Healthcare-associated infections remain a major health concern. In the United States about 1 out of every 20 people who are hospitalized with contract an HAI. In 2002, HAIs affected 1.7 million Americans. In 2009, HAIs cost the US hospitals around $30 billion. As surgical site infections account for a large chunk of this, any measures to reduce them will not only help the bottom lines of both hospital and patient, it’ll also save lives.

Peter Murray

Peter Murray was born in Boston in 1973. He earned a PhD in neuroscience at the University of Maryland, Baltimore studying gene expression in the neocortex. Following his dissertation work he spent three years as a post-doctoral fellow at the same university studying brain mechanisms of pain and motor control. He completed a collection of short stories in 2010 and has been writing for Singularity Hub since March 2011.

Discussion — 9 Responses

  • Mycroft February 9, 2013 on 1:00 pm

    I don’t understand why it’s going to take two years. They need to put someone from silicon valley in charge. :-/

  • Drazil February 11, 2013 on 8:08 am

    why do so many things cost so much money?
    why do great things basically Always have to be about money?
    things like this can be a life saver..and all they care about is money -.v.-
    money isn’t everything..well to me it isn’t (never had an interest in money)

    • Mycroft Drazil February 11, 2013 on 8:24 am

      Because, for some strange reason, most people don’t want to work without getting paid. Drazil, you are obviously an exception. Are you on the barter system?

      Capitalism is the best system found so far. It’s not perfect, but it’s better than any other.

      • Drazil Mycroft February 11, 2013 on 8:48 am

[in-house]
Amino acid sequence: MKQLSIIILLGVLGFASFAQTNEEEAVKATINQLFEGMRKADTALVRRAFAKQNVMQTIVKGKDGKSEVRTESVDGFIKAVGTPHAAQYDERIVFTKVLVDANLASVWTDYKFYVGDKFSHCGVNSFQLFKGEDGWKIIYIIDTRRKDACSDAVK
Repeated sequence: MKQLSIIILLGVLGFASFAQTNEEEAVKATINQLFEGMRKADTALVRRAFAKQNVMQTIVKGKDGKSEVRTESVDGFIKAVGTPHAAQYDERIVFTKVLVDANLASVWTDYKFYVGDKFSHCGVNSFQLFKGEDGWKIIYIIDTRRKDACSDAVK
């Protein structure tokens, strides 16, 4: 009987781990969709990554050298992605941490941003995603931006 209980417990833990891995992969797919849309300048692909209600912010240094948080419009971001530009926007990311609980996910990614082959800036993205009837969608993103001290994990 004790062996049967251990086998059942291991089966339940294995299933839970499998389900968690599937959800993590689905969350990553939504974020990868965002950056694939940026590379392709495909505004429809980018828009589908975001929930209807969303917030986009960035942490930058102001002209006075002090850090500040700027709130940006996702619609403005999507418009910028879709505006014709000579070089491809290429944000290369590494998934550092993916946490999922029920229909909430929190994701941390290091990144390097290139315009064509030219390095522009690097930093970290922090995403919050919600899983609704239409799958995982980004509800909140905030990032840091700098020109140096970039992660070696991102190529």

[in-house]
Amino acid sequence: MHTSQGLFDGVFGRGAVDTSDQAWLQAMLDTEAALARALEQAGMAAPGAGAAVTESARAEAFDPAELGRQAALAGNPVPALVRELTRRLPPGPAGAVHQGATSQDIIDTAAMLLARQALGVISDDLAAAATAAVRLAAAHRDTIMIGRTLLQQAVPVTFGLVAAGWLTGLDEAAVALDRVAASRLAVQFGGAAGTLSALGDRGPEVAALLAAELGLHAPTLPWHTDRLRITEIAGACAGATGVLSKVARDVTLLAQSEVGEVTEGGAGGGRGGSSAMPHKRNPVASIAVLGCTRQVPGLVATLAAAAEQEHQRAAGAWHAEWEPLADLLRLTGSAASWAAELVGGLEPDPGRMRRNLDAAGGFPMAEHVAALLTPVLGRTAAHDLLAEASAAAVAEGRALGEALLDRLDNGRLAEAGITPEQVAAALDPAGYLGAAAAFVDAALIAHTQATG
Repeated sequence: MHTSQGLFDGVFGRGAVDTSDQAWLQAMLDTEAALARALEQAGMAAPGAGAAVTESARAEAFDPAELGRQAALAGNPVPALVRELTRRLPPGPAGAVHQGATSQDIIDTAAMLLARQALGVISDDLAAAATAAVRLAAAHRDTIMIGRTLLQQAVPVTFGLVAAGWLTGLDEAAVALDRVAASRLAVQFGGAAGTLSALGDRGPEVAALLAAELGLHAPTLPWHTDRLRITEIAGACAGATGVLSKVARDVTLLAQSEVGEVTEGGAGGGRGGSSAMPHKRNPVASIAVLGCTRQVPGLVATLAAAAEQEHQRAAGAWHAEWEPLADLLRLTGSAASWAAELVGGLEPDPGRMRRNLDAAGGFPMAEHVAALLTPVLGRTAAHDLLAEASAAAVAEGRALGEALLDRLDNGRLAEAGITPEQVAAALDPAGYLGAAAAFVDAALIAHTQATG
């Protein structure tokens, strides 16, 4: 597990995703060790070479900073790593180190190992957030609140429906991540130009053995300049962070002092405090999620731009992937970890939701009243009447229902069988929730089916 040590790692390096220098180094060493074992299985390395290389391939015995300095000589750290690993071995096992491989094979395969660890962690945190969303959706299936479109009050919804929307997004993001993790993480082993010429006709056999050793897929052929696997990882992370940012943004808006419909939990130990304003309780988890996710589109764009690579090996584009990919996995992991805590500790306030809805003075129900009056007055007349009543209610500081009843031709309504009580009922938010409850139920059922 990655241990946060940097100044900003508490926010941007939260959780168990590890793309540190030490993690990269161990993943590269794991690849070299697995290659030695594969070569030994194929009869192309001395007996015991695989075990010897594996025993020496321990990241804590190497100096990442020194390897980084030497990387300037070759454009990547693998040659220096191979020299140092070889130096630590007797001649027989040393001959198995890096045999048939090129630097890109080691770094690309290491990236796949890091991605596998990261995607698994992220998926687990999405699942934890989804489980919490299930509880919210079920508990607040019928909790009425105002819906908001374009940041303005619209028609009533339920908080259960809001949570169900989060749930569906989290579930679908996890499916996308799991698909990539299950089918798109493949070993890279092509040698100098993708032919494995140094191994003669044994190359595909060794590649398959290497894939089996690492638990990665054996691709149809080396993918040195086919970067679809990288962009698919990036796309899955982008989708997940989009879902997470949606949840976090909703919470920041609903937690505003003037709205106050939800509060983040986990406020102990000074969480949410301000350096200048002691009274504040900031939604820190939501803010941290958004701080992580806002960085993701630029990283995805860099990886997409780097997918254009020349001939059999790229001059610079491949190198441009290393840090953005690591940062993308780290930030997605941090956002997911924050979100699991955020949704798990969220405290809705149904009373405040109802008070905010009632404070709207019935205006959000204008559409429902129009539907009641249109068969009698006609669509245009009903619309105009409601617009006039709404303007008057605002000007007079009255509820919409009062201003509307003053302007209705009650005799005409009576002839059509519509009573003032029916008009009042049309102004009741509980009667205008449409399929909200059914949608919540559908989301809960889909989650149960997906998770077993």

i know nothing of what a barter system is
        all i know is i have always been one that likes to help others
        (even old people with things they like to have done)
        i help others for very little no matter how hard it is (as long as i don’t get tired)
        but mostly just accept the money if it’s offered to me for my services
        but mostly sometimes for nothing ^^ (i just love being a community helper)

        • Drazil Drazil February 11, 2013 on 9:57 am

          basically making people happy is payment for me
          (if they are happy..i am happy)

    • Che Mort Drazil May 20, 2013 on 2:24 pm

      First to have a mission one needs a margin. Without capital (savings) no work can be performed just as you can’t run your computer without electricity. Two, all inventions begin their life as very expensive at the top of the asymptote. As the economy of scale increases the price drops down the asymptote toward cheaper and sometimes even free. Desk tops began their life costing about $25K, dropped to $5K and then dropped to $400, all that in 25-30 years. Every product goes through this very process unless interfered with. The best way to make it cheaper is to allow the market forces to do so by commoditizing the product.

  • Drazil February 11, 2013 on 11:15 am

    i am truly sorry
    (i am not trying to spam…just love talking..and this has no edit option to just add)
    but isn’t there a cheaper way to do this instead of that expensive robot that only does that?
    maybe some kind of special glasses the cleaners can wear
    glasses that would let them see there is no problems and that they are perfectly clean tools
    and with that a lot more Better cleaning could be done Everywhere (instead of just tools)

    • Greendogo Drazil February 14, 2013 on 10:26 am

      The more work done by machine, the cheaper things will be, because they won’t need to pay wages for the people who used to clean.

      I’d expect an automated cleaning system would pay for itself fairly quickly, anyway. So why not?

  • Max Hodges February 19, 2013 on 3:39 am

    been using these in Japan for at least 7 years. (wife is a surgical assistant here and worked at Tokyo University Hospital with a robot like this everyday)